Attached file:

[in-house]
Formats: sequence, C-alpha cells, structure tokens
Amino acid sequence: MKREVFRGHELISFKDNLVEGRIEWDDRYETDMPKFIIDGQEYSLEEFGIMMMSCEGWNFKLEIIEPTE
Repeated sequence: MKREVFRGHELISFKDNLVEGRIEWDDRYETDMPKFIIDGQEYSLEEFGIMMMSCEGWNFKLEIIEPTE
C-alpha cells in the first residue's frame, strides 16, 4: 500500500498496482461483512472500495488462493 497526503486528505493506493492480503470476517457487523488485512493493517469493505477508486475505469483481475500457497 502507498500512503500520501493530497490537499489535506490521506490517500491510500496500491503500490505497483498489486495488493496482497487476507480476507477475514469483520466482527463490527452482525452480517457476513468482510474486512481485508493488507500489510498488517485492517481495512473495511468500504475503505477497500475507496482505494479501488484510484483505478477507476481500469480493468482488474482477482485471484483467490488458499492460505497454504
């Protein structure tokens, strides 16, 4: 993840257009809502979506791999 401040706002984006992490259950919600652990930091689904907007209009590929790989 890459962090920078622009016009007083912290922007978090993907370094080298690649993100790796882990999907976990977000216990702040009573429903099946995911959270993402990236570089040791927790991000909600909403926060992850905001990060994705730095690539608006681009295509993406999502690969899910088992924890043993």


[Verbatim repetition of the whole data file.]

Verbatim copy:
[in-house]
Formats: sequence, C-alpha cells, structure tokens
Amino acid sequence: MKREVFRGHELISFKDNLVEGRIEWDDRYETDMPKFIIDGQEYSLEEFGIMMMSCEGWNFKLEIIEPTE
Repeated sequence: MKREVFRGHELISFKDNLVEGRIEWDDRYETDMPKFIIDGQEYSLEEFGIMMMSCEGWNFKLEIIEPTE
C-alpha cells in the first residue's frame, strides 16, 4: 500500500498496482461483512472500495488462493 497526503486528505493506493492480503470476517457487523488485512493493517469493505477508486475505469483481475500457497 502507498500512503500520501493530497490537499489535506490521506490517500491510500496500491503500490505497483498489486495488493496482497487476507480476507477475514469483520466482527463490527452482525452480517457476513468482510474486512481485508493488507500489510498488517485492517481495512473495511468500504475503505477497500475507496482505494479501488484510484483505478477507476481500469480493468482488474482477482485471484483467490488458499492460505497454504
């Protein structure tokens, strides 16, 4: 993840257009809502979506791999 401040706002984006992490259950919600652990930091689904907007209009590929790989 890459962090920078622009016009007083912290922007978090993907370094080298690649993100790796882990999907976990977000216990702040009573429903099946995911959270993402990236570089040791927790991000909600909403926060992850905001990060994705730095690539608006681009295509993406999502690969899910088992924890043993």